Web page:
Coming from the north corner of Oman, not far from the start of the empty quarter, I spent the whole time I was in Salalah wondering if I could move there and if so, would it be possible to grow raspberries? I was pleasantly surprised by the overall friendliness of the people in Salalah as a solo female traveler with two dogs. Here is everything I observed. You can find out more about the cost of my eight day trip along the coast here.
The khareef in Salalah is definitely a weather event, much like snowstorm or a typhoon. There’s a foggy mist that covers the city and when you climb into the Dhofar mountains, there’s often a light drizzle and a fog so thick that visibility is so reduced you almost crawl through the scenery. Even Arab drivers go pretty slow in the Dofar mountains. Visiting in September, the weather was cool enough that the humidity was almost pleasant compared to Muscat, Sur or Nizwa. My five days in Salalah was the most pleasant and refreshing I have felt, weather-wise, since coming to Oman.
There’s not that much to do in Salalah other than drive around, enjoy the scenery and picnic, and that’s sort of the point. There’s numerous view points, wadis, sinkholes, and cliffs but there’s also the fog obscuring these views. Giving yourself a good few days to wait for the fog to clear is prudent for a visit to Salalah.
One common activity that you will see all over the Dhofar region is hatchback picnics happening in green fields, even in the most drizzly wet weather. I would often drive on the highway past acres of green land flanking the mountains with 15-20 cars and suvs of all different makes and models, families spilled out and sitting on blankets and mats and in little camping chairs with a spread set before them, admiring the greenery and the cool air. In the areas near on and off-ramps to the highway, makeshift tents and food trucks are set up with gas-fed pebble barbecues where men grill whole chickens and camel meat for motorists to collect before driving off into field somewhere. When you come to Dhofar, come hungry.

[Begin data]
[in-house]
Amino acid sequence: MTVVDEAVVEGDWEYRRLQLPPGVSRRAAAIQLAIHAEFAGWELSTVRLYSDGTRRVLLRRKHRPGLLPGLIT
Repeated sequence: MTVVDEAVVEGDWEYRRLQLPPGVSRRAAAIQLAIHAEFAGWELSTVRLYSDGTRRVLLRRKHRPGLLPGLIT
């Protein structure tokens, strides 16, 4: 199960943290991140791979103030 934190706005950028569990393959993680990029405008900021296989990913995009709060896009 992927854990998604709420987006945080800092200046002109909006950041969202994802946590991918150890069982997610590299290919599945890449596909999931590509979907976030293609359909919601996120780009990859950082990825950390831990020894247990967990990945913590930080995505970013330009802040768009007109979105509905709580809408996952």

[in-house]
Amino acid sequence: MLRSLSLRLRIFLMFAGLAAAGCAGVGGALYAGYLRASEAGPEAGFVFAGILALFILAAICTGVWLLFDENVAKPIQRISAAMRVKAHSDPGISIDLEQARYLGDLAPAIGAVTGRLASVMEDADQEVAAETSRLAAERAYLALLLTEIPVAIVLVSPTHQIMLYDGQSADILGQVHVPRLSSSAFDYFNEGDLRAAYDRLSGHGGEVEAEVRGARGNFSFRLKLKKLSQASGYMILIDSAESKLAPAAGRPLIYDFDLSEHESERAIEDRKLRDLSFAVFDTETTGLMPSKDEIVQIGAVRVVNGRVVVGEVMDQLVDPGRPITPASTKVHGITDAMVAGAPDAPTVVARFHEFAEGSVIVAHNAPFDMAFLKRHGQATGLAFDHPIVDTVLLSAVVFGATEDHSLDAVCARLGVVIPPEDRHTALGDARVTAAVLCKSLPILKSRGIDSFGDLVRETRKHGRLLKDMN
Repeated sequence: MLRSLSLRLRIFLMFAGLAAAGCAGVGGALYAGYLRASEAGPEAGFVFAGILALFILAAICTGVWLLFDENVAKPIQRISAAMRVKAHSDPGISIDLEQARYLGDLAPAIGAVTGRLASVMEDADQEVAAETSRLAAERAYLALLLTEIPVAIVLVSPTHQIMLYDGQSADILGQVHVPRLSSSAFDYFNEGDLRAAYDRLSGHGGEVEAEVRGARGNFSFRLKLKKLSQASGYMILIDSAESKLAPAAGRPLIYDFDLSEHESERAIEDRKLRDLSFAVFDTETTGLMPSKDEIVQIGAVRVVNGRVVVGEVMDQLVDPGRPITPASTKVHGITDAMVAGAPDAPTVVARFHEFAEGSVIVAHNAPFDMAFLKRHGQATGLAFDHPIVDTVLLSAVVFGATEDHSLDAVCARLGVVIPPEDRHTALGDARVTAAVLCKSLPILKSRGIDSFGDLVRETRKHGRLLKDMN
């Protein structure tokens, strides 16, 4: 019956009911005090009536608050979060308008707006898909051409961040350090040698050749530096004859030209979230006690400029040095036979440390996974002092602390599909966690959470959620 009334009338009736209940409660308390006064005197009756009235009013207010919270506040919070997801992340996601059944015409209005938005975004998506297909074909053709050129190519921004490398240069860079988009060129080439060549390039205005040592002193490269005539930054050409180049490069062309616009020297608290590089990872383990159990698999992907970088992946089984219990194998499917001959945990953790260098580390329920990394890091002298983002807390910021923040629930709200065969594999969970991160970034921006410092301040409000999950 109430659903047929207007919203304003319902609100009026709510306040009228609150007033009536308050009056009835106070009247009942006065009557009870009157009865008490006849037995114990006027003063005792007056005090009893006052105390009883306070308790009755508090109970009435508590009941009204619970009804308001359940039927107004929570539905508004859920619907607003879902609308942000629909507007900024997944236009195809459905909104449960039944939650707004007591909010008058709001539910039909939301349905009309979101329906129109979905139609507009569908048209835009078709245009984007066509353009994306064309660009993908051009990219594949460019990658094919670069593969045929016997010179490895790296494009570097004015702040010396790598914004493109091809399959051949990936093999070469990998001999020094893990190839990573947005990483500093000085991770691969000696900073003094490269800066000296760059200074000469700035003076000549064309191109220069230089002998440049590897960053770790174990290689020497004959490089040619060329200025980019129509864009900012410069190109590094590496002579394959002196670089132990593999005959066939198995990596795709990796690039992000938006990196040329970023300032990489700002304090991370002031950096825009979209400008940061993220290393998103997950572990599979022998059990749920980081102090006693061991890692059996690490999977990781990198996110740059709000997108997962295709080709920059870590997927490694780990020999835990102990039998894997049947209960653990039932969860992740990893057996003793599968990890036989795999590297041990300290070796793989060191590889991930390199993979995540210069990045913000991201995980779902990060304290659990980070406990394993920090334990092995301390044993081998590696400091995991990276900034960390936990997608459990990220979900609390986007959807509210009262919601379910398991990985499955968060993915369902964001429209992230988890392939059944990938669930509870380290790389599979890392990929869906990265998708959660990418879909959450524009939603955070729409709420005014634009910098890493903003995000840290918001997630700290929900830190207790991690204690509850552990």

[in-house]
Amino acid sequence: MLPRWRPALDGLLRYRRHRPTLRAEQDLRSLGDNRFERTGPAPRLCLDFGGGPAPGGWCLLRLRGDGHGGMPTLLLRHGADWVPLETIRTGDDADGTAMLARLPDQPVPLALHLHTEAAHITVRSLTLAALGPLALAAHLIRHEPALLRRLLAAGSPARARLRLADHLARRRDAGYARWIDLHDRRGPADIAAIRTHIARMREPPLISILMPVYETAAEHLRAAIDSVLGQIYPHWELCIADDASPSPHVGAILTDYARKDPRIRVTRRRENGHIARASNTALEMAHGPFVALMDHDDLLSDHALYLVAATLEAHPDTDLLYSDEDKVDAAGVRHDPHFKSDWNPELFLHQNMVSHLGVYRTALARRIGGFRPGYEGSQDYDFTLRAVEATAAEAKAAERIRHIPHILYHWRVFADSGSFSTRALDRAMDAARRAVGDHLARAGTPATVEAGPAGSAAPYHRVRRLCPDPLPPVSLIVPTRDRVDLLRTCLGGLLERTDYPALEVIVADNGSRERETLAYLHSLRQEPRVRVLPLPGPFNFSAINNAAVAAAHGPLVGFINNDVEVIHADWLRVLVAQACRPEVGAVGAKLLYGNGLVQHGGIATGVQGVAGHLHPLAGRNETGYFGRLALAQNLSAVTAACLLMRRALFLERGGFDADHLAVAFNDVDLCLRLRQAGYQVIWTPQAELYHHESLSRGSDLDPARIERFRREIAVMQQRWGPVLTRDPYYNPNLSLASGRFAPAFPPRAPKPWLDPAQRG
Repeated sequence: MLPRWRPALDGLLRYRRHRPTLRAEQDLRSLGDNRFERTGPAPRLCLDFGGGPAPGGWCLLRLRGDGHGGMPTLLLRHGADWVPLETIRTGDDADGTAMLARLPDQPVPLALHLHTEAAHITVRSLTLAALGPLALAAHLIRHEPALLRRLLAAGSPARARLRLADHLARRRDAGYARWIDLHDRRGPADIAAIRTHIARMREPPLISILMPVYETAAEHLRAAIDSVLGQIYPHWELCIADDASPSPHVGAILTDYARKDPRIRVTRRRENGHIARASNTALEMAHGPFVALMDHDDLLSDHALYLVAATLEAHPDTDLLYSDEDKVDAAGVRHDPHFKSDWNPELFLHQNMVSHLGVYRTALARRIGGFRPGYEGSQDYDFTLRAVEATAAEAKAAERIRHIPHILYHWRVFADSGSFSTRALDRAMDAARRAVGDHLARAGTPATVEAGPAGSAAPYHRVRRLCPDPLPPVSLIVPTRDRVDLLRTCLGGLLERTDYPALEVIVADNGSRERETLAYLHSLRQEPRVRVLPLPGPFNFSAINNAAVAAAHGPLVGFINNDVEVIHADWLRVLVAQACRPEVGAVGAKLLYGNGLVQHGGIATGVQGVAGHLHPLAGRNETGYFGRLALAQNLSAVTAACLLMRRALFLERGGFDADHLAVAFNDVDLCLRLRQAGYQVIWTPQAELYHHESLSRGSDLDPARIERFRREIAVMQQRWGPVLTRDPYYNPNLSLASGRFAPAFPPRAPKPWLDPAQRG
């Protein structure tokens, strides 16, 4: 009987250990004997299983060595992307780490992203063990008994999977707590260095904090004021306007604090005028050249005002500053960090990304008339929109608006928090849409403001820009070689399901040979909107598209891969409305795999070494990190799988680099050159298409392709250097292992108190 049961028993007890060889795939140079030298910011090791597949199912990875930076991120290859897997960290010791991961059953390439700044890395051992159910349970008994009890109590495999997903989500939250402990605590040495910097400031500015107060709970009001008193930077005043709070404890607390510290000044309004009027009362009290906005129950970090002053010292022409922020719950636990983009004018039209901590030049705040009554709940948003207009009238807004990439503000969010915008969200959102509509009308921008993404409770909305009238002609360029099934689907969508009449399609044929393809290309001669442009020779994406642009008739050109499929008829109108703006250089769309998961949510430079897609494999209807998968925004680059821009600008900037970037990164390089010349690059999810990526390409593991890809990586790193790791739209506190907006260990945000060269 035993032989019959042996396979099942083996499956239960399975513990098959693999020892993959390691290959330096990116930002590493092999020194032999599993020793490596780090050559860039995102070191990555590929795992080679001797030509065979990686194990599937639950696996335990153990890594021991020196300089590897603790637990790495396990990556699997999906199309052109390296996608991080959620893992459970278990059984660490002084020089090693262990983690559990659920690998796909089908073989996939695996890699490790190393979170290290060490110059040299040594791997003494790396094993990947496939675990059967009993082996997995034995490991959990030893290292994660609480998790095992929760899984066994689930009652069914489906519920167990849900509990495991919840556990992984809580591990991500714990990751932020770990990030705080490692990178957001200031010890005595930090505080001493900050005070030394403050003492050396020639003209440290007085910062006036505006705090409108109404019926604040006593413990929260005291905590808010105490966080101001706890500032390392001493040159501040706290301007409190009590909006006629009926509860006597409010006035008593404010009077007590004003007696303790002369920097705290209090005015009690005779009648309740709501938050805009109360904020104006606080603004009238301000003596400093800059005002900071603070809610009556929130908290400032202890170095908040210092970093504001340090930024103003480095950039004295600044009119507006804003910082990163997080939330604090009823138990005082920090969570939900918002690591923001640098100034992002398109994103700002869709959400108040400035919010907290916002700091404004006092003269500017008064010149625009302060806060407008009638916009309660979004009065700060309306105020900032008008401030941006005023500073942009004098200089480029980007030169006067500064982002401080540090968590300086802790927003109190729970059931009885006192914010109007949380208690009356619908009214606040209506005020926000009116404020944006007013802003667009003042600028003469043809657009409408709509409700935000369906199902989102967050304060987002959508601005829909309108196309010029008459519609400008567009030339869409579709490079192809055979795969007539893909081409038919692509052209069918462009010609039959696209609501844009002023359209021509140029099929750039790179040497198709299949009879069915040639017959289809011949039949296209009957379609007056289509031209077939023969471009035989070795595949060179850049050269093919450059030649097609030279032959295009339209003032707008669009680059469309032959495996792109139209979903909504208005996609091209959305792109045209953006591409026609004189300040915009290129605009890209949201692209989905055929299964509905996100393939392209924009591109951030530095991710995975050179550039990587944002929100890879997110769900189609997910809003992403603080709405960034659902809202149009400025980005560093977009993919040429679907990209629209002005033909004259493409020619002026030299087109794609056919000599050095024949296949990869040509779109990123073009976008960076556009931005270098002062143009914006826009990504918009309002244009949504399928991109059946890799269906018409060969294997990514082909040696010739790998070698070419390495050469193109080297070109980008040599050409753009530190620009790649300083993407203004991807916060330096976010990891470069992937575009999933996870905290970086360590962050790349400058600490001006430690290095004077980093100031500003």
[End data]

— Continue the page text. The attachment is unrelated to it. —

Guidebooks always give travelers to Oman a sort of FOMO by stating that the best time to visit Salalah is during the khareef. I both agree and disagree with this sentiment, there are plenty of tourists who visit the region in the winter as evidenced by this article in the Muscat Daily. I think the khareef season in Salalah is best enjoyed by folks who live in the desert full time. If you’re visiting from Germany or the Pacific Northwest, the sight of an expansive green pasture with families picnicking under constant precipitation might seem strange. But for desert dwellers, this is special. In fact, people come from the UAE, Dubai, and all over the Middle East to admire the greenery and experience cooler temperatures during the khareef. Housing prices in Dhofar and rental practices reflect this.
Personally, I loved visiting Salalah during the khareef with my two rescue dogs. I stayed so long my herbs died in my kitchen, which was not part of the plan. I know a few expats who have lived in Oman for over five years and have never been to Salalah and I sincerely think they’re missing out.